Role of an MEP
Just as you elect local councillors to look after your local community and your Westminster MP to represent you nationally, you elect MEPs to represent you in Europe. The European Parliament is the only directly elected international parliament in the world.
EU citizens are free to study, work and live anywhere in the European Union. These freedoms are not automatic. They have been introduced by laws made at European level.
For more than half a century the countries of the European Union have been living together in peace. There are now more than 490 million people in 27 member states living in an area of stability, security and prosperity. Through a process of co-operation, the biggest single market in the world is being created, giving consumers a wider choice, cheaper goods and rights which can be enforced anywhere in the EU. Many problems such as environmental pollution and terrorism do not stop at national borders. The EU is about working together to find effective solutions.
What does your MEP do?
MEPs are elected regionally. The East Midlands region has 5 MEPs. Glenis Willmott is your Labour representative.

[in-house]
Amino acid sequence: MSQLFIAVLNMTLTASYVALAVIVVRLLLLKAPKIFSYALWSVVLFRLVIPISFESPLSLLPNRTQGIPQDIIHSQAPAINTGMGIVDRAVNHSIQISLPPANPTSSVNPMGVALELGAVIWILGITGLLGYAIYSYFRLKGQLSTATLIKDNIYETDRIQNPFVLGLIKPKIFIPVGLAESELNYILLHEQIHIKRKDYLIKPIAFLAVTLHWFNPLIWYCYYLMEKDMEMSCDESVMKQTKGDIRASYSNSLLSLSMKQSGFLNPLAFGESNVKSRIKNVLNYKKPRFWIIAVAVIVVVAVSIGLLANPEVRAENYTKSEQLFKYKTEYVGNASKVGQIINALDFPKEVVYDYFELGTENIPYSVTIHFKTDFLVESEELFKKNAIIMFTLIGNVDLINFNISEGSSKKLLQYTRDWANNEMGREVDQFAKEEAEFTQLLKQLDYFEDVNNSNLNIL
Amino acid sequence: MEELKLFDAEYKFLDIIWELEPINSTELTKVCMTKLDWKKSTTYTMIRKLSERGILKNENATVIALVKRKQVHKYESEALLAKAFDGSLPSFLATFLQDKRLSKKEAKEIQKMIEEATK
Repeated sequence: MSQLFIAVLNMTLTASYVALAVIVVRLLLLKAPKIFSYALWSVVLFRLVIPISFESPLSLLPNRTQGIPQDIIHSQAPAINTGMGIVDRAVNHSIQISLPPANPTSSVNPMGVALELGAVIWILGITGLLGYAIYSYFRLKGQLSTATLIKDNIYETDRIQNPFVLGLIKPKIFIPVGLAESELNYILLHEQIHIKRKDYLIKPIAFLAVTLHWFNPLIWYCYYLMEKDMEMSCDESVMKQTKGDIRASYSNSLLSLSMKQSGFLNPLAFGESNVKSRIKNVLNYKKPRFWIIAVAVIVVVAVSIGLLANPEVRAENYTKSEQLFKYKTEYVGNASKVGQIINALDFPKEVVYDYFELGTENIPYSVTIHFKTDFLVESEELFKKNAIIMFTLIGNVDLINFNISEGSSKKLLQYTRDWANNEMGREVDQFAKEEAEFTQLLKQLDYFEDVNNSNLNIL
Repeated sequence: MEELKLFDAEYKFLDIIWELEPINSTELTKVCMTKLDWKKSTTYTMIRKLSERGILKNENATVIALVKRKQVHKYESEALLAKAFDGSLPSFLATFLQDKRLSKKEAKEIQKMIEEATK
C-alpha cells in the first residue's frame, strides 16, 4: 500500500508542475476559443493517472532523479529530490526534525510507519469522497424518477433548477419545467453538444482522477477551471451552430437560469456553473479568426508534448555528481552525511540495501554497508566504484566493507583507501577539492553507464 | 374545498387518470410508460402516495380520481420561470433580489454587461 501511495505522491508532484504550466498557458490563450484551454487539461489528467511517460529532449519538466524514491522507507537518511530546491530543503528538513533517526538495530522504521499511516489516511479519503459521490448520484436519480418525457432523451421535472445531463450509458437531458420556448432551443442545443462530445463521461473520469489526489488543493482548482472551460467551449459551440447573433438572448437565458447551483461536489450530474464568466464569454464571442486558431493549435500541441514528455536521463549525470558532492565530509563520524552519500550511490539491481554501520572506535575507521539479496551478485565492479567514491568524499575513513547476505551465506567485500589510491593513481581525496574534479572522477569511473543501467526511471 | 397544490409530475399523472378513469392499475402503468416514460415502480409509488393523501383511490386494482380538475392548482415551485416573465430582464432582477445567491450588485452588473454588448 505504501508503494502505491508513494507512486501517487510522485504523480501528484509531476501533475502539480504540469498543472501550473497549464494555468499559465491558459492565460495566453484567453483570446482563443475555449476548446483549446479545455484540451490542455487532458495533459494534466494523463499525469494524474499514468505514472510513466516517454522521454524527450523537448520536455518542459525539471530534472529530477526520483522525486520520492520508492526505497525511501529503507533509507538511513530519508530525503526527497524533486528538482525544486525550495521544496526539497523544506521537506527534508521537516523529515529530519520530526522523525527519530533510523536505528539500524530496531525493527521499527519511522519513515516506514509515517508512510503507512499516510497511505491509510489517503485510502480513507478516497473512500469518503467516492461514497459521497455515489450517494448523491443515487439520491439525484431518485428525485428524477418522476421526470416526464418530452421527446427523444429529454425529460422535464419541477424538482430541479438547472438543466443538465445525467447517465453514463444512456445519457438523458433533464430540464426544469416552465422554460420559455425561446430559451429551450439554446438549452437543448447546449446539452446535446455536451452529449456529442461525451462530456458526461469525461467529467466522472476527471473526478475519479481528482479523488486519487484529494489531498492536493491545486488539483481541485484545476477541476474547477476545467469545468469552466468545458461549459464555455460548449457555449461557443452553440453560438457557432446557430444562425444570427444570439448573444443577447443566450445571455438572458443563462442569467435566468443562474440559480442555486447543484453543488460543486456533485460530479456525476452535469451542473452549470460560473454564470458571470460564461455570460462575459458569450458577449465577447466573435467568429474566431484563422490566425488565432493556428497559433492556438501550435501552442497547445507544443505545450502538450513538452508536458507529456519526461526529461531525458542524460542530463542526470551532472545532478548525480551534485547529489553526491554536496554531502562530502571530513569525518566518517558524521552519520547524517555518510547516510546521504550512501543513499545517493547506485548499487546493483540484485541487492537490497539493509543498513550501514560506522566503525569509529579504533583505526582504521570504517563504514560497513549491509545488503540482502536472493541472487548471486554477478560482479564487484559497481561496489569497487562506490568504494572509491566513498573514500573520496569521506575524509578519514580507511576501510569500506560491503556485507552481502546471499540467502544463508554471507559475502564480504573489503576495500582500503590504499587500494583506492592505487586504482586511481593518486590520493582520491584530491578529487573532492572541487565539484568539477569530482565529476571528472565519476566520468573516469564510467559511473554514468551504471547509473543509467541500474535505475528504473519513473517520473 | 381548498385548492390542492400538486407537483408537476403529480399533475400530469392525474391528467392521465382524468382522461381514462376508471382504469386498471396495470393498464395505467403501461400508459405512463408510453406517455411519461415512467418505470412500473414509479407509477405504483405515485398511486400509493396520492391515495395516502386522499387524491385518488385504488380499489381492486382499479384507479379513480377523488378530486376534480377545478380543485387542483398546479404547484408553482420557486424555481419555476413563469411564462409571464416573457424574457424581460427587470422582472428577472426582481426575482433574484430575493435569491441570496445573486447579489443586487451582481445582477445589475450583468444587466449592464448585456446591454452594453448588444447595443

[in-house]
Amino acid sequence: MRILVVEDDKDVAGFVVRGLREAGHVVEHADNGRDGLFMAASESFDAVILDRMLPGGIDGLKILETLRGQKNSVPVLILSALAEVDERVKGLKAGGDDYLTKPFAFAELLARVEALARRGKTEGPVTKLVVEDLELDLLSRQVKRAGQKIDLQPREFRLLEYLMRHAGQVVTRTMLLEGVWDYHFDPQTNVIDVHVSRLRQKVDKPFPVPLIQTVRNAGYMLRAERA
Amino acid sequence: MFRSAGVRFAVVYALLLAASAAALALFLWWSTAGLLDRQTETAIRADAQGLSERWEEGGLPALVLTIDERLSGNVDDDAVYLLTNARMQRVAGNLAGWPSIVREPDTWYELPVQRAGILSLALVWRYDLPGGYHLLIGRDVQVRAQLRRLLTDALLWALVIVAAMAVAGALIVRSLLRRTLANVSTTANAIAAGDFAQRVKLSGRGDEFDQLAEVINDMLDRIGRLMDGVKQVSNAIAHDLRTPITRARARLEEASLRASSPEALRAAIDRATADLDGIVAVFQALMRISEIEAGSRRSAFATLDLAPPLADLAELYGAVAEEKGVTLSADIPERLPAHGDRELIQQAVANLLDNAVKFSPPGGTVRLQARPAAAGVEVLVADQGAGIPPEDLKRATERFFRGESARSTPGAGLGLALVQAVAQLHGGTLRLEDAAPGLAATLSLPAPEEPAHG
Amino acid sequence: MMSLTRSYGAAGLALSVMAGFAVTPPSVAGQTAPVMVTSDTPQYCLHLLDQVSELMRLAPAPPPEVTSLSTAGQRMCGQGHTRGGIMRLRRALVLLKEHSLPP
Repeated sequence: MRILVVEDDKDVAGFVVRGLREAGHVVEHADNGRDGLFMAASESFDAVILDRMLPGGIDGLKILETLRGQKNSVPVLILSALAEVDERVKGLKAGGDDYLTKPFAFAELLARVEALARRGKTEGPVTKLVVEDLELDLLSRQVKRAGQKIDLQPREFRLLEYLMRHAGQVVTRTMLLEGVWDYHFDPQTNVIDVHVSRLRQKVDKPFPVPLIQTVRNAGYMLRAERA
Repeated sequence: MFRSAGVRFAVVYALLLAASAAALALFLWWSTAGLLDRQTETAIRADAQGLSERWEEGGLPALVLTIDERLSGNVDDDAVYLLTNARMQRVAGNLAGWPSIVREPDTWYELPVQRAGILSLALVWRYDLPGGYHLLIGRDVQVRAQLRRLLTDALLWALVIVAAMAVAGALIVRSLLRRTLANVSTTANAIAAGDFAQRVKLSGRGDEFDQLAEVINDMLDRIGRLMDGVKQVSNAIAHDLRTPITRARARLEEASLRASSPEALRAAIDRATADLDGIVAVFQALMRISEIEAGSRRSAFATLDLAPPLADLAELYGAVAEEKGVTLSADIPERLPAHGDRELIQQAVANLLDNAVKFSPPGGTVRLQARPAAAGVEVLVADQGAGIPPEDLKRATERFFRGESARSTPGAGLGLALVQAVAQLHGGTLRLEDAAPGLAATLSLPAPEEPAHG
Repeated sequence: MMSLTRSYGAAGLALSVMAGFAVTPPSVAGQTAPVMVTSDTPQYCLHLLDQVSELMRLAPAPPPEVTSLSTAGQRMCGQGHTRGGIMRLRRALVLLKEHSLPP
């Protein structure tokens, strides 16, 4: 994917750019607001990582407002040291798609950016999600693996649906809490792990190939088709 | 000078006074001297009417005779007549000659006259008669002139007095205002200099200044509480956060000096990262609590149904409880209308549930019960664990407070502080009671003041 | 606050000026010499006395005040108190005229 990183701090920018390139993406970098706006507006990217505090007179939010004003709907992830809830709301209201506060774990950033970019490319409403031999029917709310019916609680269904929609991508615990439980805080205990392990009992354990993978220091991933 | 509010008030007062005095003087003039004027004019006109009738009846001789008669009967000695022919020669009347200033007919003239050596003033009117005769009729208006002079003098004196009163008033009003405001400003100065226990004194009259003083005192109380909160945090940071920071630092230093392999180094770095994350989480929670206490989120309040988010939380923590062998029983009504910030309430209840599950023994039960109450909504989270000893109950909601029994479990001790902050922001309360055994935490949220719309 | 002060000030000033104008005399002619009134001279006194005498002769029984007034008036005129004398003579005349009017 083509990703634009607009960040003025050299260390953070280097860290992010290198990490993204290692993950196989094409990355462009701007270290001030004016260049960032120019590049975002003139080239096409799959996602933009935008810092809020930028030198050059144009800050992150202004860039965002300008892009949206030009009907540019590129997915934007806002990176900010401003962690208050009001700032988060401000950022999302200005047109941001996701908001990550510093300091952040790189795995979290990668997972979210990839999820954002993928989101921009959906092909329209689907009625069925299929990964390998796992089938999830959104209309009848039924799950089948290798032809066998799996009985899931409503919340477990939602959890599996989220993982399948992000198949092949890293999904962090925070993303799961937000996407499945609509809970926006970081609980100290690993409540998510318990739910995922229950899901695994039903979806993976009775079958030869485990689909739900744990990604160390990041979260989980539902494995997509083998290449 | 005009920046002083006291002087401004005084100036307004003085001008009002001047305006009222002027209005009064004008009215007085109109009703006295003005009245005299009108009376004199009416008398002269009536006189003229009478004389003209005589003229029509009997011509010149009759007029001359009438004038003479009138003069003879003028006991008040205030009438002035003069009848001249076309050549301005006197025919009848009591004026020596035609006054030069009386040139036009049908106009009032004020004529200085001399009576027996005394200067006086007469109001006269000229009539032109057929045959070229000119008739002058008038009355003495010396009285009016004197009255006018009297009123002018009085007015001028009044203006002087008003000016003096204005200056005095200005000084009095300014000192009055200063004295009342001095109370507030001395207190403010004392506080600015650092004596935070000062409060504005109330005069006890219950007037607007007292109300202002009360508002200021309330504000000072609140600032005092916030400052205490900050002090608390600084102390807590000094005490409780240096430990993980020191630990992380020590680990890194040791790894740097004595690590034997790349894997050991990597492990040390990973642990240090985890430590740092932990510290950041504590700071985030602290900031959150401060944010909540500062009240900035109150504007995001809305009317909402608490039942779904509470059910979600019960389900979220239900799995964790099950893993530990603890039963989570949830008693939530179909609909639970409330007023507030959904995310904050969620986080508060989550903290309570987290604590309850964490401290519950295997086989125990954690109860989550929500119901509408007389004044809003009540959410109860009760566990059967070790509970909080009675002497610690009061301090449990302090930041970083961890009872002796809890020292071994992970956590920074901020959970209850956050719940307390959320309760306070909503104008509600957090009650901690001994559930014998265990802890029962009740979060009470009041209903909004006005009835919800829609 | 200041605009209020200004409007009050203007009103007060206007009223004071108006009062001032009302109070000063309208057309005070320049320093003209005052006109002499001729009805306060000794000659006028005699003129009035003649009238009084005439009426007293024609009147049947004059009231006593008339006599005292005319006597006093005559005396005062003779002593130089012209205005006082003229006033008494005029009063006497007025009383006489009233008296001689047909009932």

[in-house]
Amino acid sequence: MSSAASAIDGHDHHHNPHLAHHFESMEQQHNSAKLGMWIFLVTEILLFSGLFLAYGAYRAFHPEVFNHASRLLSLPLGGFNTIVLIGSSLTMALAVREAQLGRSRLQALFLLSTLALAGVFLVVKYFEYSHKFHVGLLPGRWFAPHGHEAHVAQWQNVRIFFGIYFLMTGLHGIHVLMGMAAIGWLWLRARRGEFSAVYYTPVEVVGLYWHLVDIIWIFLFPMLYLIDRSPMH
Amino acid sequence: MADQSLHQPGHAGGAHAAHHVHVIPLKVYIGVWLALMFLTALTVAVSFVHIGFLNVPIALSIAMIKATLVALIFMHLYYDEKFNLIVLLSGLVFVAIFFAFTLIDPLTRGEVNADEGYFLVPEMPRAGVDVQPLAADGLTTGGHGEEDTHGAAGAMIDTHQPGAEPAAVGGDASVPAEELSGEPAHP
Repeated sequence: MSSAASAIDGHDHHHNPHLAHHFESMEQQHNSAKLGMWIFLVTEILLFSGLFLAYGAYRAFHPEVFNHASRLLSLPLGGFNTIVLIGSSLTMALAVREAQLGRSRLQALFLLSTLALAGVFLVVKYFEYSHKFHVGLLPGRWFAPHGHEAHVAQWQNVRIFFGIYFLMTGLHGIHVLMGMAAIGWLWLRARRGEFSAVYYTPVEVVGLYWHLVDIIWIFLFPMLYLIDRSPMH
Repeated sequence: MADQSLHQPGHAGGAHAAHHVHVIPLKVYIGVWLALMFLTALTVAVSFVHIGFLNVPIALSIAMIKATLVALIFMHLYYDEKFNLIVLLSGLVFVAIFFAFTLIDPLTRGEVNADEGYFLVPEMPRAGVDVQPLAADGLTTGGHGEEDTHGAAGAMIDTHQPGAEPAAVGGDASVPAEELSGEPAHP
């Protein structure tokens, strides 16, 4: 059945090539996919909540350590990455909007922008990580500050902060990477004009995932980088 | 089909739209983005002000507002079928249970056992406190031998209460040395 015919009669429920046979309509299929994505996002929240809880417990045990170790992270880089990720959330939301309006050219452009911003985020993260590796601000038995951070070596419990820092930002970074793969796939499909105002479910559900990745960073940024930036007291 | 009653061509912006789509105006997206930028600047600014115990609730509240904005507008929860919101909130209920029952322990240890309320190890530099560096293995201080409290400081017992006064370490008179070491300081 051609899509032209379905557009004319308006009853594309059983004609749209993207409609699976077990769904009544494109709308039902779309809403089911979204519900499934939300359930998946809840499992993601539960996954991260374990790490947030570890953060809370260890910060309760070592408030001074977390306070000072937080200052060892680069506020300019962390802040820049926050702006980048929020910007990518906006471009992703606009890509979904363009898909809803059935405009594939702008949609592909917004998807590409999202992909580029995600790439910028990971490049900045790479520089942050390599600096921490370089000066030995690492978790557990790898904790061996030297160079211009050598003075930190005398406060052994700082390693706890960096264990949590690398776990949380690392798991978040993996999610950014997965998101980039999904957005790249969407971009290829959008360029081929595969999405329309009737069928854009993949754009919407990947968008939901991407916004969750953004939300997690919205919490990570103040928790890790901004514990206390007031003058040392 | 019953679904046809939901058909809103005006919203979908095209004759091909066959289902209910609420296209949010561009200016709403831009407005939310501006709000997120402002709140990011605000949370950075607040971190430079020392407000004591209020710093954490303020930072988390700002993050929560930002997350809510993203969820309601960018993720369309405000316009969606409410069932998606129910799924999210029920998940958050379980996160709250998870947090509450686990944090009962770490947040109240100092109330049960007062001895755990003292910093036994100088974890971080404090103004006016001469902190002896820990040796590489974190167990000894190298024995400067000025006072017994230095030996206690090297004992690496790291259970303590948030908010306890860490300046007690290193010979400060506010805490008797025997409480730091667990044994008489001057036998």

MEPs vote on European legislation, just as MPs in the House of Commons vote on national legislation. European legislation is binding across the whole of the European Union. European laws are made by your MEPs and your government ministers acting in the Council of Ministers.
The EU can only make laws in areas permitted by the treaties that govern it. It has no role, for example, in housing, the organisation of schools and colleges, the NHS, the armed services and national taxes. But there are areas in which European legislation is paramount, for example in consumer protection, environmental standards, competition policy, safety standards and social rights.
Your Labour MEPs
Your Labour MEPs want to make sure that Britain feels the full benefit of our membership of the EU. They concentrate on the issues that really matter: jobs, a competitive and sustainable economy, the environment, crime and consumer protection. Labour MEPs work together as the European Parliamentary Labour Party (EPLP). In turn the EPLP are part of the second largest group in the European Parliament, the Progressive Alliance of Socialists and Democrats.
MEPs divide their time between their work in the European Parliament in Brussels and Strasbourg and their constituencies. Glenis will be working in Brussels or Strasbourg from Monday to Thursday, and then back in the constituency on Friday and through the weekend.
MEPs, as individuals and working in their political groups, can have a real impact on the drafting and amendment of European legislation.